TV Reviews

My Life is Murder (Season 3) – DVD Review

People often complain about their day. “That day was murder”, they might lament. However, for retired detective Alexa Crowe (played by the marvellous Lucy Lawless), her life truly is murder, specifically the murder of the denizens of her hometown of Auckland, New Zealand.  Alexa would rather be cooking, dancing, or hanging out with friends at the local restaurant. 

Instead, police officer Harry Henare (Rawiri Jobe) invites her to lunch and hands off the latest in a series of weird murders for Alexa to investigate.  Thus is the audience introduced to the basic set up for My Life Is Murder. Season three of this detective series continues the long tradition of non-detectives solving crimes with a clean-up rate the police would be envious of. Think Murder she Wrote, Miss Fisher’s Murder Mysteries, or Shakespeare & Hathaway. 

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In keeping with the latter entry on that list, the suspension of disbelief in My Life Is Murder is less torturous than most when it comes to investigating crimes. Alexa is, at least, a retired police detective so a current police officer could, conceivably, reach out for a second opinion.  

Alexa usually receives her assignments over a table at a local restaurant, and season three is no different. Folders of potentially bizarre crimes are passed across the white linen tablecloth with an explanation of the who, what, why and the where – be it a dancing studio, a retirement village, school, or a catwalk.  

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A good detective never goes anywhere without their sidekicks and My Life is Murder follows the established formula by sporting not one but two sidekicks: data analyst Madison Feliciano (Ebony Vagulans), and friend Reuben Wulf (Joseph Naufahu) and, of course, pet police detective, Harry. 

This season we see more family drama in the shape of Alexa’s brother Will (Martin Henderson), newly released from prison, aiming to redeem himself in his sister’s eyes and find a way to get on the straight and narrow; a task he doesn’t always manage successfully. He’s played as a loveable rogue, someone who gets in trouble by accident rather than design. 

The season plays it decidedly safe across its ten-episode run. The formula is tried and true and even the reveals of additional family members with difficult pasts are easy to spot for anyone who has watched these types of shows before. Everyone plays their role straight down the line, with no big risks taken with the story telling.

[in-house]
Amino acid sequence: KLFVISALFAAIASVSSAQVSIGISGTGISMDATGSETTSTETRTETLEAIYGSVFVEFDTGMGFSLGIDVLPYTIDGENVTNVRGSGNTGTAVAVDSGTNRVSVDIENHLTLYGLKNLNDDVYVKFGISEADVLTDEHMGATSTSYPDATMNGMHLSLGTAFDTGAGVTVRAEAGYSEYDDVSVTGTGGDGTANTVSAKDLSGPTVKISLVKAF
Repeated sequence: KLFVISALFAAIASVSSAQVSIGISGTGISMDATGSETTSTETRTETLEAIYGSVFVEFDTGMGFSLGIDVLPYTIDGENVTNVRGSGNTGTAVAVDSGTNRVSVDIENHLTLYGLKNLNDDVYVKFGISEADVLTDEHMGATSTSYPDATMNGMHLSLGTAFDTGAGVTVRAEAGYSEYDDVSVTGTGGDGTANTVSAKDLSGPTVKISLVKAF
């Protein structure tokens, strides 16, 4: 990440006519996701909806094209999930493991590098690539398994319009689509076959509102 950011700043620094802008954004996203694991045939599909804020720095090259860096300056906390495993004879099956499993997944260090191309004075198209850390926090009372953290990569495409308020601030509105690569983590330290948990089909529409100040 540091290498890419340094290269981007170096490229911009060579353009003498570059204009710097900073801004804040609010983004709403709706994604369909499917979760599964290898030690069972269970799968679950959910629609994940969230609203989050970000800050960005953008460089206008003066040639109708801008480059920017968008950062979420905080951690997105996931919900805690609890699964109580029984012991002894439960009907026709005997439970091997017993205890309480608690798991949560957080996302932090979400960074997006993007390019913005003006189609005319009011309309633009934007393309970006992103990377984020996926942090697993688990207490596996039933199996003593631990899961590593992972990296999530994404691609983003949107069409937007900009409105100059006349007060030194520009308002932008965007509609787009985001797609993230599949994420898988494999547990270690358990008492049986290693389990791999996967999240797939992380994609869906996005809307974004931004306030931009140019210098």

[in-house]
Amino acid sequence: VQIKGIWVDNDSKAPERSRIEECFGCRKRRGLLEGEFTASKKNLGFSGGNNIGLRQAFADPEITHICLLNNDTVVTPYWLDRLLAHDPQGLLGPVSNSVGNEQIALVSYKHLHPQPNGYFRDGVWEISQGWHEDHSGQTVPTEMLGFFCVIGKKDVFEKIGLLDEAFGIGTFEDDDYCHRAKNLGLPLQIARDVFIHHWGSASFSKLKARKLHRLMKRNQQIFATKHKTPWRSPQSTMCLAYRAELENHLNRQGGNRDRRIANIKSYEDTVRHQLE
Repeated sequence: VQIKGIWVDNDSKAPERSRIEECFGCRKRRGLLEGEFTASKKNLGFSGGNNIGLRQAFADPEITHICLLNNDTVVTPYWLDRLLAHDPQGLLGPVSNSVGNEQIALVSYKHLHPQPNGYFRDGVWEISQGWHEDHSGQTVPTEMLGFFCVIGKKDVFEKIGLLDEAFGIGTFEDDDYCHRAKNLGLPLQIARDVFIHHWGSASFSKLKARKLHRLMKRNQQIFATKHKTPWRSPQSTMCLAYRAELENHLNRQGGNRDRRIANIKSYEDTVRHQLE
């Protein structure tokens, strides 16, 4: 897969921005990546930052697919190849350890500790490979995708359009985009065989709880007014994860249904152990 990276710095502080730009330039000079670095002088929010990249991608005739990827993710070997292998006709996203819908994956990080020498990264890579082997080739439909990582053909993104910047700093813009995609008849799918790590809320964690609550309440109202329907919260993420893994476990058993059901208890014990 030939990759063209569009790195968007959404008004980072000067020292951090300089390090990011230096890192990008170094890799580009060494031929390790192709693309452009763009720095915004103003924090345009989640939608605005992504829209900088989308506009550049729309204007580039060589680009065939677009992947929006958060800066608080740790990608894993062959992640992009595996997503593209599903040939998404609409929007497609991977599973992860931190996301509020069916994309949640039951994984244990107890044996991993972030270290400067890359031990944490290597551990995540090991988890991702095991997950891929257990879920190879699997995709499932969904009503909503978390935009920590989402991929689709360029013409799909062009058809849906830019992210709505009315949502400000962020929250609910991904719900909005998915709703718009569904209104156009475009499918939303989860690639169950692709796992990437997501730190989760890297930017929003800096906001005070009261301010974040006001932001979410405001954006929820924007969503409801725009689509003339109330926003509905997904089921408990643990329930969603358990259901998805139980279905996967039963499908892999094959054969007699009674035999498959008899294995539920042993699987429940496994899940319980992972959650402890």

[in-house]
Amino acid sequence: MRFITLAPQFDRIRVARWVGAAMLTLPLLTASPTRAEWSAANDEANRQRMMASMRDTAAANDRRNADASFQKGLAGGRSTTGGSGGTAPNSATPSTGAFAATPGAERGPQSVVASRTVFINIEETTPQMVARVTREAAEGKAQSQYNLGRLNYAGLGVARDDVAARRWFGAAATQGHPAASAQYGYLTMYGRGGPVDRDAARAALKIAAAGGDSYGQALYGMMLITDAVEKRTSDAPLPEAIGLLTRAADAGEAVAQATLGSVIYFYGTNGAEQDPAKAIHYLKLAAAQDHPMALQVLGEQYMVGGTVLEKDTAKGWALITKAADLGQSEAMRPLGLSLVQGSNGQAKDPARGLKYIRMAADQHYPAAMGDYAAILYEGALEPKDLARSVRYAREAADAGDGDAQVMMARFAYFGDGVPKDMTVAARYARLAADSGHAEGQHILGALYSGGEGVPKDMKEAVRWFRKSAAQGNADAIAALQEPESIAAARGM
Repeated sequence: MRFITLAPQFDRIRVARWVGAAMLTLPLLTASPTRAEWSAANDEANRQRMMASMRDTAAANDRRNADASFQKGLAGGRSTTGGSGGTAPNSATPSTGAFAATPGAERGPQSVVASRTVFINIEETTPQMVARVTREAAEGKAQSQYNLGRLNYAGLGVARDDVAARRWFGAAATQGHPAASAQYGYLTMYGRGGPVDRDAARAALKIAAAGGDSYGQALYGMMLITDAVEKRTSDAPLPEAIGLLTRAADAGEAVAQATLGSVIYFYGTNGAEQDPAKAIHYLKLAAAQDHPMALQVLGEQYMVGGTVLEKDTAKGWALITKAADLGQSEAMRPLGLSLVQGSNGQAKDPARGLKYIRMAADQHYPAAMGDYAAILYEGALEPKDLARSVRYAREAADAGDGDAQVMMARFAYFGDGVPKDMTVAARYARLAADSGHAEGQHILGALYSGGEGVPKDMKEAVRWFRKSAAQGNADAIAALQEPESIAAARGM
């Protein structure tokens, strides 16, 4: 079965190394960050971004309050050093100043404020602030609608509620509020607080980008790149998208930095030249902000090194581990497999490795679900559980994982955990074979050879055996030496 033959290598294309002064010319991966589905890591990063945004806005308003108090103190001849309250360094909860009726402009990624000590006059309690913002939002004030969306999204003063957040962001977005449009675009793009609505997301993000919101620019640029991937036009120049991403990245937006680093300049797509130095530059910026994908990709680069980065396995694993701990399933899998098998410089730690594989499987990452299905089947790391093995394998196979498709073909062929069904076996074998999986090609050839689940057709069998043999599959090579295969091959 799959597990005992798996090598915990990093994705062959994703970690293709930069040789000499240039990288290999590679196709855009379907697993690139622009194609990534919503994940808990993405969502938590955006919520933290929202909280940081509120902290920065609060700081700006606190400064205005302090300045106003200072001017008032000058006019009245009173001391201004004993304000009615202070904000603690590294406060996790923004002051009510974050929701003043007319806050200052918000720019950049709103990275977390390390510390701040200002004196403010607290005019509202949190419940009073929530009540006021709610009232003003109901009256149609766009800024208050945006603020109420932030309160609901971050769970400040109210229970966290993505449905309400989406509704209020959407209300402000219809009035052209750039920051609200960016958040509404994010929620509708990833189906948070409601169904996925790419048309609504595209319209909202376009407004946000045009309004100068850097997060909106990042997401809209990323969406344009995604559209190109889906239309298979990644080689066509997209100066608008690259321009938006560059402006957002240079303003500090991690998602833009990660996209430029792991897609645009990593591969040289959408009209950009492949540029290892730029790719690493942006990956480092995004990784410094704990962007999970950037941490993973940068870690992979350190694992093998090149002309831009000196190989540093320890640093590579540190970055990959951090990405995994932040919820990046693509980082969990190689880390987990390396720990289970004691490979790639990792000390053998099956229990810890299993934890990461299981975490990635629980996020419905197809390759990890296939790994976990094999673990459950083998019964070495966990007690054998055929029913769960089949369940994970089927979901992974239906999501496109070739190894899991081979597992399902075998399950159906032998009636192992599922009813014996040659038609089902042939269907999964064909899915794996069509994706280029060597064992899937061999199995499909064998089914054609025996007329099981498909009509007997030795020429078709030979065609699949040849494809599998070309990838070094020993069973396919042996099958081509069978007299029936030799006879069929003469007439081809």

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Each episode stands alone with little connection to the one before. Even when there is tension, such as Alexa’s kidnapping by a killer where she’s held at knife point at the end of the episode, the sense of threat or suspense just isn’t there. The tension doesn’t hold any weight and there is never any feeling that Alexa is in any real danger. 

The most exciting part of each episode usually happens off camera before the audience is ever clued into the crime – the death that sets the scene for Alexa’s investigation.  Christmas lights, poison, even lightning are all causes of death this season, but in most cases they’re only seen in flashbacks, which lessens the impact of the crime and leaves the audience less reason to care about the outcome of the investigation. 

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My Life is Murder is beautifully shot, with bright colourful outfits, scenic backgrounds and occasional locations that stand out, but unless you are native to Auckland this could probably be shot anywhere. Most of the locations are interior shots which give little sense of where the series is based, and whilst pretty enough, do little to show off New Zealand.  

All that said, if you’re looking for a show that won’t challenge you, if you like gentle murder mysteries that don’t require too much effort and follow tried and true formulas, then this does exactly what it says on the tin.  

My Life Is Murder Series 3 and 1 – 3 Box set arrive on DVD and digital on 20th November.  

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